The book A Course in Miracles was recommended to me. I didn’t understand the book at first, but I came back to it a few times. When I found out I had breast cancer, I had the “poor me” attitude initially. Within a few weeks, I decided that I’d commit to reading A Course in Miracles. It took me 3 years to read it and do the activities, but at the end, I knew I was going to be okay. The book really helped me. Breast cancer turned out to be another experience that helped me become more spiritual and set me on the right path for this journey that I was meant to live. 

I now know the importance of being authentic with myself and with others. When I’m authentic, I know I am one with God. When I’m myself, that’s who the Universe wants me to be. 

Michelle: How do we do everything from love, but compete (which is so ego-based)?

Nancy: We have to change the word. We call it competition. Why not call it “complimenting”? If you go out and “beat me”, you’re just complimenting me because I know that I can get to that level if I see it in you. In my mind, I don’t think there’s anything I can’t do. I know that if you win, I can get to that level too. I know that, eventually, I will get there. It’s about enjoying the journey to get there. Enjoy each accomplishment on your way. 

Michelle: Do you have a morning routine or spiritual practice you use to stay on track? If so, what does it look like?

Nancy: Yes, I do. When I rodeoed hard, I’d do HIIT workouts and yoga. I read lots. I meditate sometimes, but I’m not consistent. I’ve also used mantras throughout my day. 

Michelle: What are some tips you could offer someone who struggles with nervousness when they go to compete?

Nancy: I look at nervousness a different way. I look at nervousness as excitement. How many people get to do what we do? Let’s embrace this opportunity. Let’s enjoy every part of competition, whether it’s tipping a barrel, getting a no-time, running the best run you’ve ever had on a horse or just staying on. 

I also remind myself of why I’m doing this. I’m not trying to prove anything. I do this because I love it. 

I also like to be prepared. I like to imagine the perfect run just before I go to bed. One book I read, 7 Days in Utopia, talks about see, feel and trust. The book isn’t about barrel racing, but this idea applies. I see the perfect run, I feel the energy in my body, my legs kicking, the wind on my face and I trust it. The same idea applies spiritually. I see God, I feel God, I trust God (Higher Power, Universe, Spirit).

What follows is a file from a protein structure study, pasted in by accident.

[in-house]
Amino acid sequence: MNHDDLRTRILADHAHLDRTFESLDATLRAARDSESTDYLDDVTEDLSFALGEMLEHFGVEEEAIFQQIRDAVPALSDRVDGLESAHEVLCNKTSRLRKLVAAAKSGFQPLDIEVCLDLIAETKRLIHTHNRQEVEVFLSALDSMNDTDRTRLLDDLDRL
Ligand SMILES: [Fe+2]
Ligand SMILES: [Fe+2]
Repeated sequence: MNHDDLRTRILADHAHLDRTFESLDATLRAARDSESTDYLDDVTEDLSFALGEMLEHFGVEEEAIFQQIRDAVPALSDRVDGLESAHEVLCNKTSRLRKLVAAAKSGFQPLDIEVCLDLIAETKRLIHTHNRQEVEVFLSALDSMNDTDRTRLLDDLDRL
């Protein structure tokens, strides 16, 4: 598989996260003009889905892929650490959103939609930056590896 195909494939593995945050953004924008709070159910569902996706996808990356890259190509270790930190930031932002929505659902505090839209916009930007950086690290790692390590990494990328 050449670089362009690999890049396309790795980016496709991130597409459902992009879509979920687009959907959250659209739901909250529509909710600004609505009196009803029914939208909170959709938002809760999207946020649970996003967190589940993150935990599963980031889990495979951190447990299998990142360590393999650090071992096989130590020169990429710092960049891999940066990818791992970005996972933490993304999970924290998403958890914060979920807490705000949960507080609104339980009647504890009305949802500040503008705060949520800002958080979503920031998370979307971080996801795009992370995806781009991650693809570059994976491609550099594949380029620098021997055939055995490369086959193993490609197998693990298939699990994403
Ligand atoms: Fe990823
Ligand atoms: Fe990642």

Enter when you are ready and your horse is ready. Compete when you feel confident that you are both ready, then nervousness is not needed. 

Michelle: An emotion a lot of horse people deal with is frustration. Do you have advice on how to avoid being overwhelmed with frustration in the saddle?

Nancy: Just like “there’s no crying in baseball”, there is no crying in barrel racing. Keep emotion out of it. When you are emotional, you create fear and, from fear, comes frustration. How can your horse listen when you are frustrated? They don’t know what you’re trying to show them when you’re frustrated. For unwanted emotions like frustration, be really present and figure out what’s causing that frustration.

Michelle: What type of characteristics would you use to describe someone you see as a champion?

Nancy: I see a champion in every single person. That is how we were created. We were all created for a purpose. We are meant to share our gifts. 

Champions help others. You can’t tell whether they’ve won or lost. Champions learn from mis-takes. They put the needs of their horses before themselves. Champions love life and love what they do. A champion does the right thing. 

We are all champions. The buckles come and go. The titles come and go. But we are all champions. 

Michelle: What’s your favourite memory from the Amazing Race experience?

Nancy: I have so many good memories. The people on The Amazing Race were awesome. The camera crew would carry super heavy cameras and backpacks with batteries. When we cut our hair for the wig bank, that meant a lot to me because my mom had chemotherapy and received a wig. Jumping into the ravine was a cool experience. The most favourite memory was in Mexico City when I got an encouraging video from my family. I missed them and had no contact with them for 5 weeks. 

When I came home, it was my daughter’s high school rodeo finals. After weeks of me being away, I noticed everyone waving to my husband and he was helping my daughter in the back with her horse. To come home and see the bond between my daughter and my husband was also an amazing memory.

Michelle: Is there a horse you’re a big fan of (in any event)?

Nancy: Sister is amazing. She makes it look so easy and she’s so fast. It’s impressive. 

My ultimate favourite is our broodmare Reba. She’s given us 13 foals and she’s the queen of our place. I love her. She’s given me lots of opportunities. 

Michelle: What are 3 qualities you love to have in a horse that you’re going to start on barrels?

Nancy: Willingness. Good conformation. Forgiving. 

Michelle: If you could have a billboard anywhere what would it say?

Nancy: I am…. (add your own ending… I am enough. I am loved. I am worthy) 


Want to connect with Nancy?